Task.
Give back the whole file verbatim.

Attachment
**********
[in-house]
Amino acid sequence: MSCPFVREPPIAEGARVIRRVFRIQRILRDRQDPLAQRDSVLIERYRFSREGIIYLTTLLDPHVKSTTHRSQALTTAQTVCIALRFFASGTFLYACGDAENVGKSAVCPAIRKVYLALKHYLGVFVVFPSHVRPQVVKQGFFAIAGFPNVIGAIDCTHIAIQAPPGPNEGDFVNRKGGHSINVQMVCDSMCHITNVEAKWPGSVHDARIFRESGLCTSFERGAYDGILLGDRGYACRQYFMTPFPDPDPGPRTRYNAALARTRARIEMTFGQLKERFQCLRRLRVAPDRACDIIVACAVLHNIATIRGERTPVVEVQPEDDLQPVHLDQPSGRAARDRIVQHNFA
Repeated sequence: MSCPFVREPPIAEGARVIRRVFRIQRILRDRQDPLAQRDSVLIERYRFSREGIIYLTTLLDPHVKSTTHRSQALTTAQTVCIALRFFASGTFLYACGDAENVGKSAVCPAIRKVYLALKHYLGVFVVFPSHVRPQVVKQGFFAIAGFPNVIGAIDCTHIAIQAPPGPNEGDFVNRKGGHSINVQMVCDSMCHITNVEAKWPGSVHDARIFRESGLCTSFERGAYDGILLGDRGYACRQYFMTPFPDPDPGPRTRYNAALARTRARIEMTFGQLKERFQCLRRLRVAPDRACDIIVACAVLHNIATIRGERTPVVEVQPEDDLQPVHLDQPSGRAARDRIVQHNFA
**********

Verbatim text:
[in-house]
Amino acid sequence: MSCPFVREPPIAEGARVIRRVFRIQRILRDRQDPLAQRDSVLIERYRFSREGIIYLTTLLDPHVKSTTHRSQALTTAQTVCIALRFFASGTFLYACGDAENVGKSAVCPAIRKVYLALKHYLGVFVVFPSHVRPQVVKQGFFAIAGFPNVIGAIDCTHIAIQAPPGPNEGDFVNRKGGHSINVQMVCDSMCHITNVEAKWPGSVHDARIFRESGLCTSFERGAYDGILLGDRGYACRQYFMTPFPDPDPGPRTRYNAALARTRARIEMTFGQLKERFQCLRRLRVAPDRACDIIVACAVLHNIATIRGERTPVVEVQPEDDLQPVHLDQPSGRAARDRIVQHNFA
Repeated sequence: MSCPFVREPPIAEGARVIRRVFRIQRILRDRQDPLAQRDSVLIERYRFSREGIIYLTTLLDPHVKSTTHRSQALTTAQTVCIALRFFASGTFLYACGDAENVGKSAVCPAIRKVYLALKHYLGVFVVFPSHVRPQVVKQGFFAIAGFPNVIGAIDCTHIAIQAPPGPNEGDFVNRKGGHSINVQMVCDSMCHITNVEAKWPGSVHDARIFRESGLCTSFERGAYDGILLGDRGYACRQYFMTPFPDPDPGPRTRYNAALARTRARIEMTFGQLKERFQCLRRLRVAPDRACDIIVACAVLHNIATIRGERTPVVEVQPEDDLQPVHLDQPSGRAARDRIVQHNFA